What Ever Happened To

Debby Boone

She lit up our lives with a hit that would be her trademark — even after she started writing kids' books

She was the third of Pat and Shirley Boone's four singing daughters and barely three years beyond what they considered spanking age. But after 21-year-old Debby Boone crooned the title tune from the 1977 feature You Light Up My Life, she shot into the foreground faster than the speed of said light. The single — her first — hit Billboard's No. 1 spot on Oct. 15, 1977, and stayed there for 10 weeks, snagged an Oscar for Best Song, scored Boone a Grammy for Best New Artist, and surpassed Elvis' 1956 ''Don't Be Cruel'' to become the biggest-selling record in 20 years.

''Debby had a special light about her. The Boone Girls had recorded on my label, but I thought she should record solo,'' says Mike Curb, president of Curb Records, whose label produced both Boone's hit and this fall's reborn version by 15-year-old LeAnn Rimes; the cover debuted last month at No. 1 on Billboard's album, country, and contemporary Christian charts.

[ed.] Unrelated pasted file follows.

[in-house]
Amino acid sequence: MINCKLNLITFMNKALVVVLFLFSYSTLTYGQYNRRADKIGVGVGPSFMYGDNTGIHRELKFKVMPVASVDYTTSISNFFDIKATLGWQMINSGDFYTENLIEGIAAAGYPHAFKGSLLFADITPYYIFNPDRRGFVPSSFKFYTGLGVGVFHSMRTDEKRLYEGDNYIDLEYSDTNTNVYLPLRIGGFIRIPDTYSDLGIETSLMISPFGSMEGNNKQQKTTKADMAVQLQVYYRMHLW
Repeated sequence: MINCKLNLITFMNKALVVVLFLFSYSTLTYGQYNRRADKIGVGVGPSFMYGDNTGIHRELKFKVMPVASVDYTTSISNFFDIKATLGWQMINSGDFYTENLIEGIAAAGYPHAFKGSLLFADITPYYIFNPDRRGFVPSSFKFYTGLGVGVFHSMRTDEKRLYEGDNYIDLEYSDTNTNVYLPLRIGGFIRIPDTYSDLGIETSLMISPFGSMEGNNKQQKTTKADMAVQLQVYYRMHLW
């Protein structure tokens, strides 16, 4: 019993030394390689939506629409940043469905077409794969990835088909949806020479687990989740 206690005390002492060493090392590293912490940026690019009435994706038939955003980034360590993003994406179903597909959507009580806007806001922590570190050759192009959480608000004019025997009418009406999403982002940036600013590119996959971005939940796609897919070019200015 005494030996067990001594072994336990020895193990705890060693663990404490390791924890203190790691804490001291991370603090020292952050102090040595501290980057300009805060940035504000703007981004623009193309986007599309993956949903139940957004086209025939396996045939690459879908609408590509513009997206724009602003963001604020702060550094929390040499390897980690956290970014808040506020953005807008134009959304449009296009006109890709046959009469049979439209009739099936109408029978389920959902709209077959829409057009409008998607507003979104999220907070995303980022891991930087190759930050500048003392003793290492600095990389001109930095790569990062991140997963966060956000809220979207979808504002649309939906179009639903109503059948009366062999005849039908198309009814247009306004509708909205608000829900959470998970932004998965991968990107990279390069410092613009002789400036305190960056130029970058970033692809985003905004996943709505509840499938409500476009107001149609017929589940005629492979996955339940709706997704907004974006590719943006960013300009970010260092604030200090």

Yes, Christian. Although ''Light'' is generally considered a love ballad, Boone privately interpreted it to be about her relationship with God — which led the press to paint her as squeaky-clean; Playgirl even dubbed her ''America's No. 1 Virgin.'' ''I was never the image,'' she says now. ''I wanted to be valued for my talent, my sense of humor, my intelligence. Later, I realized the image served me; it made me a personality.''

That personality (and the hit song) enabled Boone to work consistently for almost two decades: She co-headlined at clubs with her dad, toured in The Sound of Music, appeared on Broadway in Seven Brides for Seven Brothers and Grease!, won two more Grammys for Christian music, and made two TV movies and two TV variety specials.

Off stage, she produced four kids (Jordan, 17; twins Gabrielle and Dustin, 14; and Tessa, 11) with her husband, 40-year-old artist Gabriel Ferrer, son of Jose Ferrer and Rosemary Clooney. She and Ferrer also collaborate on children's books: Their fifth, Nightlights, arrives this month from Harvest House.

While Boone now schedules her life ''in between picking up kids and taking them to soccer,'' she wants to get back in the studio and record some contemporary pop. Meanwhile, she plans to purchase Rimes' album You Light Up My Life, even though it makes her feel insecure (''She's got a great voice!'') and maybe even a little old: ''I thought, 'Already! They're covering me already!'''

Originally posted Oct 10, 1997 Published in issue #400 Oct 10, 1997 Order article reprints